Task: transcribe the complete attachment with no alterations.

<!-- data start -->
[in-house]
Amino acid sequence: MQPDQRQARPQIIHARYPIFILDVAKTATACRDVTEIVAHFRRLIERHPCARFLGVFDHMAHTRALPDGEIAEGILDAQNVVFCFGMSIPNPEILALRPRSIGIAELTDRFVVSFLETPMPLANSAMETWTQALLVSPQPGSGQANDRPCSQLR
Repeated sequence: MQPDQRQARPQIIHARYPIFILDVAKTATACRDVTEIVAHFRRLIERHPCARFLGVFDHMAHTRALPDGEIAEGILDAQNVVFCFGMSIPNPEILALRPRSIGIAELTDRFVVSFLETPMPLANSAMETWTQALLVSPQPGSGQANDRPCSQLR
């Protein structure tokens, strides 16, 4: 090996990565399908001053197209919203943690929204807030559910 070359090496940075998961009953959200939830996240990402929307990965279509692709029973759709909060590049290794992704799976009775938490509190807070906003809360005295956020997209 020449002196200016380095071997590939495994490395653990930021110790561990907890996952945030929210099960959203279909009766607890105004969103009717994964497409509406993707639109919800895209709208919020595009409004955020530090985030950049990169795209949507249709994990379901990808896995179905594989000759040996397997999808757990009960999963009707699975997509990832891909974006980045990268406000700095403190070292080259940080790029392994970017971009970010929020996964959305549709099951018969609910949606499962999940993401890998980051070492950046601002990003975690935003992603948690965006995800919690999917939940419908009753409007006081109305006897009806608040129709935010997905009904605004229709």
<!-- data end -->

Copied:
[in-house]
Amino acid sequence: MQPDQRQARPQIIHARYPIFILDVAKTATACRDVTEIVAHFRRLIERHPCARFLGVFDHMAHTRALPDGEIAEGILDAQNVVFCFGMSIPNPEILALRPRSIGIAELTDRFVVSFLETPMPLANSAMETWTQALLVSPQPGSGQANDRPCSQLR
Repeated sequence: MQPDQRQARPQIIHARYPIFILDVAKTATACRDVTEIVAHFRRLIERHPCARFLGVFDHMAHTRALPDGEIAEGILDAQNVVFCFGMSIPNPEILALRPRSIGIAELTDRFVVSFLETPMPLANSAMETWTQALLVSPQPGSGQANDRPCSQLR
């Protein structure tokens, strides 16, 4: 090996990565399908001053197209919203943690929204807030559910 070359090496940075998961009953959200939830996240990402929307990965279509692709029973759709909060590049290794992704799976009775938490509190807070906003809360005295956020997209 020449002196200016380095071997590939495994490395653990930021110790561990907890996952945030929210099960959203279909009766607890105004969103009717994964497409509406993707639109919800895209709208919020595009409004955020530090985030950049990169795209949507249709994990379901990808896995179905594989000759040996397997999808757990009960999963009707699975997509990832891909974006980045990268406000700095403190070292080259940080790029392994970017971009970010929020996964959305549709099951018969609910949606499962999940993401890998980051070492950046601002990003975690935003992603948690965006995800919690999917939940419908009753409007006081109305006897009806608040129709935010997905009904605004229709």